October, 2016

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  • Plein Air Maine Pictures, October 2016

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    Stonington Harbor from Church St, 20×24″

    I thought I should make a separate post for the recent outdoor pictures I painted with the Russian crew in Maine.  Basically all of these got reworked entirely in the studio.

     

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    Fishing Shacks, Dusk 22×28″

     

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    Golden Hour, Allen Cove 14×18″

     

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    Lobster Pound, 22×28″

     

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    Windy Day at Eagle Lake 12×16″

     

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    Powell Camp 12×16″

     

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    Ocean Street Fishing Shacks, 27×38″

     

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    Stonington Lobster Co-Op, Glare Effect 26×36″

     

  • Blue Hill/Deer Isle Peninsula October 2016

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    Back in 2013, a group of my friends and I were invited to paint in Plyos, the Russian city in the Ivanovo region where Isaak Levitan painted many of his most important pictures.  The weather wasn’t great (you can read about that trip by clicking here, and I should really rephotograph the paintings I still have from the trip ).  During that difficult trip we developed a lot of camaraderie with our Russian counterparts, though we had little common language.  Painting through the torrential rain every day, and complaining and drinking at night.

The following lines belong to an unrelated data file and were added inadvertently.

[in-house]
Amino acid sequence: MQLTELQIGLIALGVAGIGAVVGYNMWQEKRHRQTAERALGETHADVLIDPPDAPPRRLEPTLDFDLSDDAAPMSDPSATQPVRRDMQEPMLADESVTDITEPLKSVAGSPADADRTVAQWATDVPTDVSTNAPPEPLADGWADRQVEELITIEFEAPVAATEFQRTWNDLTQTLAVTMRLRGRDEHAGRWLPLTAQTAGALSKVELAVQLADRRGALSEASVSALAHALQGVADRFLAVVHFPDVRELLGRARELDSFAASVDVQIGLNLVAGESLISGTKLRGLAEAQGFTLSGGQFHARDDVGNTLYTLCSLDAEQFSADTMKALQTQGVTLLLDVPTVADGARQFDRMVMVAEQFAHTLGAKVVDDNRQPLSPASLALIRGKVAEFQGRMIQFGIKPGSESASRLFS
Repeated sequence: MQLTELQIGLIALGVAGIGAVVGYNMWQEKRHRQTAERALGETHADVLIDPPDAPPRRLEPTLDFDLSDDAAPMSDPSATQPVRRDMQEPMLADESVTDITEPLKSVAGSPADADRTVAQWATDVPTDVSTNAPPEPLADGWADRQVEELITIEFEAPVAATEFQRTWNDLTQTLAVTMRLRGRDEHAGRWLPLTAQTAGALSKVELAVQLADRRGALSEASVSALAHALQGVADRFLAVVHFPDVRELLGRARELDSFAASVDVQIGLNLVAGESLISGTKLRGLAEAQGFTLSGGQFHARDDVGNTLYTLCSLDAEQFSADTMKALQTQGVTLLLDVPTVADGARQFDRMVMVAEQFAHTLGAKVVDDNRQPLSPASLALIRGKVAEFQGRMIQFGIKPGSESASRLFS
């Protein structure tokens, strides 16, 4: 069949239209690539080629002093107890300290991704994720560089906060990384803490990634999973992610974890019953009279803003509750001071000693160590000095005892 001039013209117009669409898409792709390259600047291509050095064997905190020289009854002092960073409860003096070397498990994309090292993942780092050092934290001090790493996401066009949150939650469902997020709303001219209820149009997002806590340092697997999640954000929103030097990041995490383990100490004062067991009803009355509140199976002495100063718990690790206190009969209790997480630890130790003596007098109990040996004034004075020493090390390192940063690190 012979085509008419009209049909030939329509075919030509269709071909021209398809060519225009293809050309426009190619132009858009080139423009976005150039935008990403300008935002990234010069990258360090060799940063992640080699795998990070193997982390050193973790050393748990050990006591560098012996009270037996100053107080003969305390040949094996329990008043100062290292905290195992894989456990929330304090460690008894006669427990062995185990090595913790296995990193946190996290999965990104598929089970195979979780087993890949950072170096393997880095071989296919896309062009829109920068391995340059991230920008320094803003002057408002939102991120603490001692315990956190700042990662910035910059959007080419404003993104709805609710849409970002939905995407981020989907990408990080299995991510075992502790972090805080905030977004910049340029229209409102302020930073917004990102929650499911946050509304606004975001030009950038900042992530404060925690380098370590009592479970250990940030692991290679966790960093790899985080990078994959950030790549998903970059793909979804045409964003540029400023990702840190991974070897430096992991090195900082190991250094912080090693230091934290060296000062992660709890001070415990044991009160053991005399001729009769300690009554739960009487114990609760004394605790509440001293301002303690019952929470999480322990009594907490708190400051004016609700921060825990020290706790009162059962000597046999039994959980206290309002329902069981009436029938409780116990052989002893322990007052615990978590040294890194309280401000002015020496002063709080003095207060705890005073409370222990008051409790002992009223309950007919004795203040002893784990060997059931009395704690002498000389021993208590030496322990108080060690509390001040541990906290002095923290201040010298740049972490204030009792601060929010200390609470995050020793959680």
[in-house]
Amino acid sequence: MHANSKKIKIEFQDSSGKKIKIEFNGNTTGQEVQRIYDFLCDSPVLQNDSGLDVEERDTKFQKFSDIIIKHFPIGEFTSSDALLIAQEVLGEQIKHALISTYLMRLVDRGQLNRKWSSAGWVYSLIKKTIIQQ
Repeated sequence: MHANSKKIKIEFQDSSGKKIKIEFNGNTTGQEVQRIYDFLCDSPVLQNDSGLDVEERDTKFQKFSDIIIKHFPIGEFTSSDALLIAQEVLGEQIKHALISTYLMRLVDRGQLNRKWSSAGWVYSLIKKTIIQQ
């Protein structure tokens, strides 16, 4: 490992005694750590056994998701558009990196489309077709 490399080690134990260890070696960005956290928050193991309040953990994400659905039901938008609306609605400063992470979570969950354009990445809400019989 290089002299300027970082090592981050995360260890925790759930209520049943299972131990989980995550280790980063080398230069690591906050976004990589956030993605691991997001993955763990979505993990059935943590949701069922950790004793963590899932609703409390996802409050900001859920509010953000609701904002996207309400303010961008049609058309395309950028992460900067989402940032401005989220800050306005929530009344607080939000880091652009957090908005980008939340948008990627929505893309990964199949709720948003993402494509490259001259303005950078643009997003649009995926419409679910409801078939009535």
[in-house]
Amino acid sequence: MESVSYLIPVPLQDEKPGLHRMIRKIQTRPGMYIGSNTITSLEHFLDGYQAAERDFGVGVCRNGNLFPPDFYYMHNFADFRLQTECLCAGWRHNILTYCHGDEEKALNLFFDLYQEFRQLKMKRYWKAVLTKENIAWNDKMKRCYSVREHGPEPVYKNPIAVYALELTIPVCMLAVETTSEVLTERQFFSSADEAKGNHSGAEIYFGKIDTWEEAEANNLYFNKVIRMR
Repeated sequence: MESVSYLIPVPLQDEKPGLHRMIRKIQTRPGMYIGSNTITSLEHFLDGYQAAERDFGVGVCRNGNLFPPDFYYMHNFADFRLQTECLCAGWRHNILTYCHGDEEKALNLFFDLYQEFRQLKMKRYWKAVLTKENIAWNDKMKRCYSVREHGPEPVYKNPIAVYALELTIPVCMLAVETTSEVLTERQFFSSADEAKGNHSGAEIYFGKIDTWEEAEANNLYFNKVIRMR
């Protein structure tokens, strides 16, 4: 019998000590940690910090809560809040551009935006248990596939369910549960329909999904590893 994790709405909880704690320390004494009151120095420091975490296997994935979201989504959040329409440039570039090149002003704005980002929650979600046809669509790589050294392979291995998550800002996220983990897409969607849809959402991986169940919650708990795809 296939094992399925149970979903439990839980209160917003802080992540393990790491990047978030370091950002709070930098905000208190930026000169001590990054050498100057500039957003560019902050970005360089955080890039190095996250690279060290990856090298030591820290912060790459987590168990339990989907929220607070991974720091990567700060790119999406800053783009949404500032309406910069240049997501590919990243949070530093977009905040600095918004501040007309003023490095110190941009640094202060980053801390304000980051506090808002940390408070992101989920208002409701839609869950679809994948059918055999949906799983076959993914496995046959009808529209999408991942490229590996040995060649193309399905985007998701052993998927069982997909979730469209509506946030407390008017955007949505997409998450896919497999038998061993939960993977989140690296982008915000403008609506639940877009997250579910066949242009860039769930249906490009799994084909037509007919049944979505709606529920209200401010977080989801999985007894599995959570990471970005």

This year, my friend Ben Fenske wanted to return the favor, so he invited a small group of the Russian artists we painted with to come paint in the US, and organized an exhibition at the end of the trip at Grenning Gallery in Sag Harbor, NY– Ben also organized a few American artists as counterparts, as we had in 2013.  The artists that were painting together were Carl Bretzke, Viktor Butko, Ben Fenske, Olga Karpacheva, Stapleton Kearns, Tim McGuire, Jesse Powell, Irina Rybekova and Oleg Zhuravlev [click any artist’s name for a link to their website] Additionally, my friend Kelly Carmody had been painting in Maine, and we spent time painting with her throughout the trip.  Jesse Powell was gracious enough to host our very large group at his family’s camp on a pond in Blue Hill, ME.  We were there for peak fall color, and thankfully the weather was mostly good.